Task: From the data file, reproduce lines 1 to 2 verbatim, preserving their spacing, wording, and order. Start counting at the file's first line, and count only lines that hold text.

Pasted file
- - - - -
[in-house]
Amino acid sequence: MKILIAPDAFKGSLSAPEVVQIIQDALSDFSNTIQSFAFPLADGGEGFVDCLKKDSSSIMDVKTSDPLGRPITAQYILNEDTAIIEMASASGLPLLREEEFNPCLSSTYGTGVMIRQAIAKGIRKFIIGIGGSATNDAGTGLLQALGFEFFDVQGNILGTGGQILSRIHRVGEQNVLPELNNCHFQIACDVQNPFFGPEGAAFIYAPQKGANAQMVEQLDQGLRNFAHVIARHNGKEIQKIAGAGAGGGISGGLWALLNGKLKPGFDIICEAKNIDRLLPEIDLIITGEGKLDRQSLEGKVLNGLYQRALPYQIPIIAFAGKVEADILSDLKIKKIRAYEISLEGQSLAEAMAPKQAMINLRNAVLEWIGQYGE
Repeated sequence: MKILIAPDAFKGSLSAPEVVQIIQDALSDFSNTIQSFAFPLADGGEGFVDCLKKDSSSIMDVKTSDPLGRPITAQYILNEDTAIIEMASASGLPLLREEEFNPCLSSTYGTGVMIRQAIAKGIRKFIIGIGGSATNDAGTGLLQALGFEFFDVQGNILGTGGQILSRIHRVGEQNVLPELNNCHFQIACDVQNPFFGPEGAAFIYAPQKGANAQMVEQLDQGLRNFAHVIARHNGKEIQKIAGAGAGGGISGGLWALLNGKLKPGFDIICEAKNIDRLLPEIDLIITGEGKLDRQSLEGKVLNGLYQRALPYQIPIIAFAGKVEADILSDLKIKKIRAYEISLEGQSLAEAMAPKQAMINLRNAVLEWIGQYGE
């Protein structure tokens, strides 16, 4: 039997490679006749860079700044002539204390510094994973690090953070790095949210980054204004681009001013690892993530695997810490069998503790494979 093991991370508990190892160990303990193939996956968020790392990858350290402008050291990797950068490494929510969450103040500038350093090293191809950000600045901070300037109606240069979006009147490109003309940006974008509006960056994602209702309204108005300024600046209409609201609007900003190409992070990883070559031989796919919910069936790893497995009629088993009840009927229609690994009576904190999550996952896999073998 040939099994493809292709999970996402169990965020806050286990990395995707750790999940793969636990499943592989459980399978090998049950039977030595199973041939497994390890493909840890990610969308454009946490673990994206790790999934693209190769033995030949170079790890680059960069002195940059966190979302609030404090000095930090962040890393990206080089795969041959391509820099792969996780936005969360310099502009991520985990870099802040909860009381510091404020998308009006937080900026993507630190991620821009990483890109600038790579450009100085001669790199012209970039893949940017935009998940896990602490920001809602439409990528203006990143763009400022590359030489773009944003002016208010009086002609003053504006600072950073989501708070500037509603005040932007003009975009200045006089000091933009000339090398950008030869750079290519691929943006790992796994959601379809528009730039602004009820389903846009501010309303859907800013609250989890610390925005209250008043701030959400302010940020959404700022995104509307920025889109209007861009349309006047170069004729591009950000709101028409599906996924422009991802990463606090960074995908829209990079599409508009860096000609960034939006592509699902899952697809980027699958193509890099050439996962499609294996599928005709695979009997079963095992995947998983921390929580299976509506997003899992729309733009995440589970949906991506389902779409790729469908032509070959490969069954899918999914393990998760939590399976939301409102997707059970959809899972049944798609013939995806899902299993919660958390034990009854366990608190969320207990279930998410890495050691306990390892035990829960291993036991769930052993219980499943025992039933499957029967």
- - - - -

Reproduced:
[in-house]
Amino acid sequence: MKILIAPDAFKGSLSAPEVVQIIQDALSDFSNTIQSFAFPLADGGEGFVDCLKKDSSSIMDVKTSDPLGRPITAQYILNEDTAIIEMASASGLPLLREEEFNPCLSSTYGTGVMIRQAIAKGIRKFIIGIGGSATNDAGTGLLQALGFEFFDVQGNILGTGGQILSRIHRVGEQNVLPELNNCHFQIACDVQNPFFGPEGAAFIYAPQKGANAQMVEQLDQGLRNFAHVIARHNGKEIQKIAGAGAGGGISGGLWALLNGKLKPGFDIICEAKNIDRLLPEIDLIITGEGKLDRQSLEGKVLNGLYQRALPYQIPIIAFAGKVEADILSDLKIKKIRAYEISLEGQSLAEAMAPKQAMINLRNAVLEWIGQYGE